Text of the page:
Can a charitable foundation save a school district? We’re about to find out
Kim Carter can cite a lot of numbers about Battle Creek Public Schools, all of them bad.
43. That’s the percent of children who live in the district where Carter is superintendent, but leave to attend school elsewhere. The city’s more affluent, and typically white students have fled the district for other schools in the region through Michigan’s school of choice policy, leaving behind the students who are at the highest risk of classroom struggles.
250. That’s the average decline in enrollment every year over the past 10 years. That adds up to an even uglier number…
$20 million. Which is the lost state funding because of dropping enrollment. The results have been predictable: Layoffs. Pay freezes. Building closures. Teachers fleeing the district almost as fast as students in a self-perpetuating spiral.
Last week, Carter had a new number to announce, a number that gave her (and her city) a breath of hope:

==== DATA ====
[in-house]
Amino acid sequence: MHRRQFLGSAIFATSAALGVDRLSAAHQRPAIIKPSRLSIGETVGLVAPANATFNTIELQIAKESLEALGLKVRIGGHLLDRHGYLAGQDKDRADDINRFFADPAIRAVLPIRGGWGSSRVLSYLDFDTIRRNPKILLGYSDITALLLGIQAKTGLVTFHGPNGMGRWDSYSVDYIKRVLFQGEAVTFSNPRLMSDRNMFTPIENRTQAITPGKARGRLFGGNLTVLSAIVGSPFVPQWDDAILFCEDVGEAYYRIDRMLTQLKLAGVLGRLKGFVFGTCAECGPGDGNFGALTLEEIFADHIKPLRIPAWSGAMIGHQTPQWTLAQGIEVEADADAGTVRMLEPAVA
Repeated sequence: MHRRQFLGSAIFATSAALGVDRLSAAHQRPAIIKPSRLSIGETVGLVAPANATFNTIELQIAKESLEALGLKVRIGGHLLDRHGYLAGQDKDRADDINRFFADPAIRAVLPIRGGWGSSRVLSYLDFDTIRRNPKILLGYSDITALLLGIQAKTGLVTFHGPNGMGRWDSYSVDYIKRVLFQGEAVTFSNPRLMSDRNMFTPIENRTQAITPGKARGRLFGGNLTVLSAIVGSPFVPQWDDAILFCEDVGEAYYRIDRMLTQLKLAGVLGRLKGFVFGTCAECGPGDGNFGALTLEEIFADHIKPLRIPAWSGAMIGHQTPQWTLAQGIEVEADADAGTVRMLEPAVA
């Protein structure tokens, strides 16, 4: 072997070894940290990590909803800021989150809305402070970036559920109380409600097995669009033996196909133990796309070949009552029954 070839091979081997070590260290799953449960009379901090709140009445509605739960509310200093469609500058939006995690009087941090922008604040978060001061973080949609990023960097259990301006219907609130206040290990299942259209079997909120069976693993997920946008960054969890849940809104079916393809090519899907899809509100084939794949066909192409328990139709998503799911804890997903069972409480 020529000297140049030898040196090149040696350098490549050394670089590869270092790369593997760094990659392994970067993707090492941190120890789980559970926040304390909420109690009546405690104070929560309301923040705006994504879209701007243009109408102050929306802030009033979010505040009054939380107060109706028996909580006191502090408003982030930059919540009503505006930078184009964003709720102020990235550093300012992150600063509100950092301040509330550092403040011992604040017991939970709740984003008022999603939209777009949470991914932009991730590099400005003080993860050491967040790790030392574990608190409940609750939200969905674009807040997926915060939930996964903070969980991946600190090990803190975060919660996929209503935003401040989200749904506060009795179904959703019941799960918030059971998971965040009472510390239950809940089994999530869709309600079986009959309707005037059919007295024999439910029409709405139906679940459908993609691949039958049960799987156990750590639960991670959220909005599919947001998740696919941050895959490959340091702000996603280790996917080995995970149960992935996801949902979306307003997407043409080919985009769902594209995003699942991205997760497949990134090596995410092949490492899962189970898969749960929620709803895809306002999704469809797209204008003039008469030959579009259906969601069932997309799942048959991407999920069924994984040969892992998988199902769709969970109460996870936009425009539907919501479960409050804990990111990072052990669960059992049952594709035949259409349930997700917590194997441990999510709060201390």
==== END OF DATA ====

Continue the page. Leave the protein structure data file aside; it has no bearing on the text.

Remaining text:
$51 million. Over the next five years, the W.K. Kellogg Foundation has committed that amount to help turn around the struggling school district that serves the foundation’s home city. It’s a staggering figure compared to past Kellogg grants to the district of around $1 million, and one that will allow Battle Creek to retool its academic offerings, from extended pre-K to programs aimed at improving college and career readiness.
In the past, Kellogg has supported specific education programs within a school district. This effort is the first time the foundation has thrown its sizable weight into helping a school district from to bottom.
“This is monumental,” said New York University researcher David Kirkland, who led a study funded by Kellogg of the Battle Creek school district. “I haven’t seen anything like this – a philanthropy investing so much with a belief they can actually turn a system around.”
The Kellogg grant is intended to give the district’s remaining students the same opportunities as the mostly white students who have fled to suburban schools. It’s the largest education commitment to an individual district by the multi-billion-dollar philanthropic organization.